Tuesday, April 09, 2013

April Fool's Day Can't Keep Up

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This past Monday, as you know, was April Fool's  Day. And, as always, jokers and pranksters everywhere tried to pull the wool over the eyes of their fellow citizens with straight-faced claims of outrageous events and plans.

In the age of the Internet, April Fools' jokes seem to have gotten bigger and more elaborate, certainly more widespread.

The message service Twitter, for example, announced that from now on, users would be subjected to a two-tiered system: You could pay $5 a month for the currently full level of functionality, or you could keep using Twitter for free - but you wouldn't have access to vowels, so yr twts wld lk lk ths.

Google claimed to be introducing "Google Nose," which would allow users to search for smells online. Lindsay Lohan announced that she was pregnant. Alas, this last joke fell rather flat, because (a) it's too plausible; and (b) no one really cares about Lindsay Lohan anymore.

As I've said before, however, one of the hardest things about spoofs, satire and cons in this modern world is keeping ahead of a reality that's becoming increasingly more bizarre. Some stories that you could swear were pranks turned out to be true.

So, just for fun, see which of the following stories from last week were true, and which ones were April Fools' jokes:

- NASA announced plans for a mission that would send a robotic spacecraft into deep space to capture an asteroid and tow it to the moon, where it could be more easily studied and, possibly, mined for raw material. The asteroid would be trapped inside a giant bag deployed from the spacecraft and towed back to lunar orbit.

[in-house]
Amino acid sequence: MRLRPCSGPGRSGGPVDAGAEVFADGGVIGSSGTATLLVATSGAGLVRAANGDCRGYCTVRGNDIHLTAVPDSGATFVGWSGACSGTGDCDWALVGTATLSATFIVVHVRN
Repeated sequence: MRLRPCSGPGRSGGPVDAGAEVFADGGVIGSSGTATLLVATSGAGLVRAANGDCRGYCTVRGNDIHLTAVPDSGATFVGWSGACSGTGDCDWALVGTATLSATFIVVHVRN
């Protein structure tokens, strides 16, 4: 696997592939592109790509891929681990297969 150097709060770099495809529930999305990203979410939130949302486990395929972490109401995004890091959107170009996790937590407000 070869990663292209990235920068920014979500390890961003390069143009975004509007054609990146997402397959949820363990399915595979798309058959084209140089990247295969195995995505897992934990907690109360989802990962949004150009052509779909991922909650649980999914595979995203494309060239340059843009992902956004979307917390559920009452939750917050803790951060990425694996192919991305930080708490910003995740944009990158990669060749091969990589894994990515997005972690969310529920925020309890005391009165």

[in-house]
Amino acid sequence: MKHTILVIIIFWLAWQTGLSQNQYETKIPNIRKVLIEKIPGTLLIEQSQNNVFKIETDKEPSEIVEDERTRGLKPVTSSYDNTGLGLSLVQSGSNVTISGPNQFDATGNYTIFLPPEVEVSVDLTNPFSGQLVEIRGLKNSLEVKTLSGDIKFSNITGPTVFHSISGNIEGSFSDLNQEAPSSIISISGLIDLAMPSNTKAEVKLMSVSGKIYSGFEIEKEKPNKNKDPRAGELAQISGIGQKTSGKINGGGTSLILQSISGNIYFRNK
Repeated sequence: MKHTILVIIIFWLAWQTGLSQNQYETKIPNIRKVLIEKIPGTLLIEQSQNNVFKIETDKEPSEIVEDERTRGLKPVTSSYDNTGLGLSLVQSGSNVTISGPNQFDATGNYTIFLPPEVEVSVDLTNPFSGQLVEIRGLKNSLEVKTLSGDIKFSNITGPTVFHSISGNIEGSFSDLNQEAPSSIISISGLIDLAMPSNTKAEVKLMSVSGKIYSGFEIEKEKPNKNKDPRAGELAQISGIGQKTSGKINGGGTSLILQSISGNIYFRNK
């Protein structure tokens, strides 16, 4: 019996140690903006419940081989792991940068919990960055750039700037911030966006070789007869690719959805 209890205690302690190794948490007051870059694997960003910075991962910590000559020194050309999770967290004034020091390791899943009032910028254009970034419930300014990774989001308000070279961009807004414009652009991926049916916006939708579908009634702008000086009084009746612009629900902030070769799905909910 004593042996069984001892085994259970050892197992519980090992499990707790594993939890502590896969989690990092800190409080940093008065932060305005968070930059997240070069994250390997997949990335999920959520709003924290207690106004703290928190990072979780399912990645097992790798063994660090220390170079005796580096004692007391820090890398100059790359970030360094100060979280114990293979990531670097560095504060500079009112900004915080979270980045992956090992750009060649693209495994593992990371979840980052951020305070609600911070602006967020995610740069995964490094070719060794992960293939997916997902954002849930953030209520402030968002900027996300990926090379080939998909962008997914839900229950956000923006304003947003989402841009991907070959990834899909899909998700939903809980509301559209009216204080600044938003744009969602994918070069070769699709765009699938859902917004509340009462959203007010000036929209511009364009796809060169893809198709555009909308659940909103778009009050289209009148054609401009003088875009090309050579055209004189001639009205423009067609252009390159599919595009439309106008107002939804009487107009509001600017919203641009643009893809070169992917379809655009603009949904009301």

- Airline Samoa Air announced that it was going to start pricing tickets by the weight of the passenger and their luggage. "The rates range from $1 a kilogram (or about $2.20 per pound) for the weight of the traveler and their baggage - on the airline's shortest domestic route to about $4.16 per kilogram (or about $9.17 per pound) for travel from Samoa to the neighboring nation of American Samoa," according to a story in Time magazine.

- A Turkish Muslim group claimed victory after iconic Danish toymaker Lego announced that it was withdrawing one of its playsets depicting Jabba the Hutt's palace from the "Star Wars" movies, after complaints from the group.

The Turkish Cultural Association claimed that the palace itself closely resembled the Hagia Sofia Mosque in Istanbul. Further, they said, the figure of the galactic underworld kingpin Jabba was shown as a "terrorist who likes to smoke hookah and have his victims killed," and the playset was thus insulting to Muslims.

Lego originally insisted that it was only "following the film," but announced this week that it would discontinue the product as of 2014.

- A professor at the University of Rochester in New York who described himself as a "hard-core libertarian" caused a stir when he published an online essay proposing that it shouldn't be illegal to have sex with people who are unconscious, "in a way that causes no direct physical harm - no injury, no pregnancy, no disease transmission."

The professor went on to ask, "As long as I'm safely unconscious and therefore shielded from the costs of an assault, why shouldn't the rest of the world (or more specifically my attackers) be allowed to reap the benefits?"

- Two North Carolina lawmakers introduced a resolution in the General Assembly last week calling for North Carolina to declare itself exempt from the "no establishment of religion" clause in the First Amendment of the U.S. Constitution.
If passed, the resolution would state that "the Constitution of the United States of America does not prohibit states or their subsidiaries from making laws respecting an establishment of religion." Further, the resolution states, North Carolina would "not recognize federal court rulings which prohibit and otherwise regulate the state of North Carolina, its public schools, or any political subdivisions of the state from making laws respecting an establishment of religion."

Give up? All of the above stories are real.

Truth: It's not only stranger than fiction, it's also more foolish.

Sunday, April 07, 2013